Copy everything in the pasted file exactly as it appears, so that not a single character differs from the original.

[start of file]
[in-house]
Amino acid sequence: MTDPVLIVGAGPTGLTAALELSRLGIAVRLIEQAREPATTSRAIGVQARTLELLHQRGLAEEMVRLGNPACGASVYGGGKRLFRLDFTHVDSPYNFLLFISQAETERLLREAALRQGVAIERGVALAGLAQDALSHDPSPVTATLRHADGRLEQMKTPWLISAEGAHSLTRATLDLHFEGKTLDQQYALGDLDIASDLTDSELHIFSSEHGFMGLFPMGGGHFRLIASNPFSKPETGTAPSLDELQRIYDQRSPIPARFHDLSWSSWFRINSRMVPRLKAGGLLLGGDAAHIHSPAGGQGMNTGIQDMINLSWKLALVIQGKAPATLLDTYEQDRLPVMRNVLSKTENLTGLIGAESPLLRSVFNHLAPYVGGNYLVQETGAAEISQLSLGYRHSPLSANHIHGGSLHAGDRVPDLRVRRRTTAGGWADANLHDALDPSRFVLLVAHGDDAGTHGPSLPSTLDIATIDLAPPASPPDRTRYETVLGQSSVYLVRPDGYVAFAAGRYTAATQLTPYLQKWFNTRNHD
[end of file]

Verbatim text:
[in-house]
Amino acid sequence: MTDPVLIVGAGPTGLTAALELSRLGIAVRLIEQAREPATTSRAIGVQARTLELLHQRGLAEEMVRLGNPACGASVYGGGKRLFRLDFTHVDSPYNFLLFISQAETERLLREAALRQGVAIERGVALAGLAQDALSHDPSPVTATLRHADGRLEQMKTPWLISAEGAHSLTRATLDLHFEGKTLDQQYALGDLDIASDLTDSELHIFSSEHGFMGLFPMGGGHFRLIASNPFSKPETGTAPSLDELQRIYDQRSPIPARFHDLSWSSWFRINSRMVPRLKAGGLLLGGDAAHIHSPAGGQGMNTGIQDMINLSWKLALVIQGKAPATLLDTYEQDRLPVMRNVLSKTENLTGLIGAESPLLRSVFNHLAPYVGGNYLVQETGAAEISQLSLGYRHSPLSANHIHGGSLHAGDRVPDLRVRRRTTAGGWADANLHDALDPSRFVLLVAHGDDAGTHGPSLPSTLDIATIDLAPPASPPDRTRYETVLGQSSVYLVRPDGYVAFAAGRYTAATQLTPYLQKWFNTRNHD